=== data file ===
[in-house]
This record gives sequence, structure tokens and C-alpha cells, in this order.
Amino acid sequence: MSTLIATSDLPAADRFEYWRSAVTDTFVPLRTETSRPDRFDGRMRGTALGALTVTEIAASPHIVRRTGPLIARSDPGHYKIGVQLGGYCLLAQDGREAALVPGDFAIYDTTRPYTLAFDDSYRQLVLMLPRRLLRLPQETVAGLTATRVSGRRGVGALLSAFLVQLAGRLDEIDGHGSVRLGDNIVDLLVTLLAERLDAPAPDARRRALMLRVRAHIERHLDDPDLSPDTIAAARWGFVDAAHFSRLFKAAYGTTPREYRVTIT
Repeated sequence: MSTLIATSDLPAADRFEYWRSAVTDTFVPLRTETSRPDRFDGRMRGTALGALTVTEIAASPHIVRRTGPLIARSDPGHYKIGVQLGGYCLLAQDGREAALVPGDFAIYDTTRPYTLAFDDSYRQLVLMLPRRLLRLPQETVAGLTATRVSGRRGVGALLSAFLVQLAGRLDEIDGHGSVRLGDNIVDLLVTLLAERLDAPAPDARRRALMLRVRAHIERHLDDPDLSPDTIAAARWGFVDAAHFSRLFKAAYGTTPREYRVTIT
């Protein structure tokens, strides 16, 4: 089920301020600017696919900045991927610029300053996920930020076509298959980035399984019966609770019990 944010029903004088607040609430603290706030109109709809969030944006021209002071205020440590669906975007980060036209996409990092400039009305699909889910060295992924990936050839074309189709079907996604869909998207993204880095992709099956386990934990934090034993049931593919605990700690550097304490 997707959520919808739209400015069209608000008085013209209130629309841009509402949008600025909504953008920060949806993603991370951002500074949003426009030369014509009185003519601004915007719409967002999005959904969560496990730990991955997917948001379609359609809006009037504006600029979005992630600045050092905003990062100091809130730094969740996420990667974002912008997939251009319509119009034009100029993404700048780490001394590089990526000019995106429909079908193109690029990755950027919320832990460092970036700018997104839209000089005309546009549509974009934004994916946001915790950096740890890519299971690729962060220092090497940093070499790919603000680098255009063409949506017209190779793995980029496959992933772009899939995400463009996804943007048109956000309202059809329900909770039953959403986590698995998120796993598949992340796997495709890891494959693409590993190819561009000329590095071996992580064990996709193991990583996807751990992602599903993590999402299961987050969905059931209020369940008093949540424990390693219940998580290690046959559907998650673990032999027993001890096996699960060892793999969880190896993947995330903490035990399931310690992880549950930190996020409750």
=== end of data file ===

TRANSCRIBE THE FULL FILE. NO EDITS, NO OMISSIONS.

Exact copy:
[in-house]
This record gives sequence, structure tokens and C-alpha cells, in this order.
Amino acid sequence: MSTLIATSDLPAADRFEYWRSAVTDTFVPLRTETSRPDRFDGRMRGTALGALTVTEIAASPHIVRRTGPLIARSDPGHYKIGVQLGGYCLLAQDGREAALVPGDFAIYDTTRPYTLAFDDSYRQLVLMLPRRLLRLPQETVAGLTATRVSGRRGVGALLSAFLVQLAGRLDEIDGHGSVRLGDNIVDLLVTLLAERLDAPAPDARRRALMLRVRAHIERHLDDPDLSPDTIAAARWGFVDAAHFSRLFKAAYGTTPREYRVTIT
Repeated sequence: MSTLIATSDLPAADRFEYWRSAVTDTFVPLRTETSRPDRFDGRMRGTALGALTVTEIAASPHIVRRTGPLIARSDPGHYKIGVQLGGYCLLAQDGREAALVPGDFAIYDTTRPYTLAFDDSYRQLVLMLPRRLLRLPQETVAGLTATRVSGRRGVGALLSAFLVQLAGRLDEIDGHGSVRLGDNIVDLLVTLLAERLDAPAPDARRRALMLRVRAHIERHLDDPDLSPDTIAAARWGFVDAAHFSRLFKAAYGTTPREYRVTIT
């Protein structure tokens, strides 16, 4: 089920301020600017696919900045991927610029300053996920930020076509298959980035399984019966609770019990 944010029903004088607040609430603290706030109109709809969030944006021209002071205020440590669906975007980060036209996409990092400039009305699909889910060295992924990936050839074309189709079907996604869909998207993204880095992709099956386990934990934090034993049931593919605990700690550097304490 997707959520919808739209400015069209608000008085013209209130629309841009509402949008600025909504953008920060949806993603991370951002500074949003426009030369014509009185003519601004915007719409967002999005959904969560496990730990991955997917948001379609359609809006009037504006600029979005992630600045050092905003990062100091809130730094969740996420990667974002912008997939251009319509119009034009100029993404700048780490001394590089990526000019995106429909079908193109690029990755950027919320832990460092970036700018997104839209000089005309546009549509974009934004994916946001915790950096740890890519299971690729962060220092090497940093070499790919603000680098255009063409949506017209190779793995980029496959992933772009899939995400463009996804943007048109956000309202059809329900909770039953959403986590698995998120796993598949992340796997495709890891494959693409590993190819561009000329590095071996992580064990996709193991990583996807751990992602599903993590999402299961987050969905059931209020369940008093949540424990390693219940998580290690046959559907998650673990032999027993001890096996699960060892793999969880190896993947995330903490035990399931310690992880549950930190996020409750």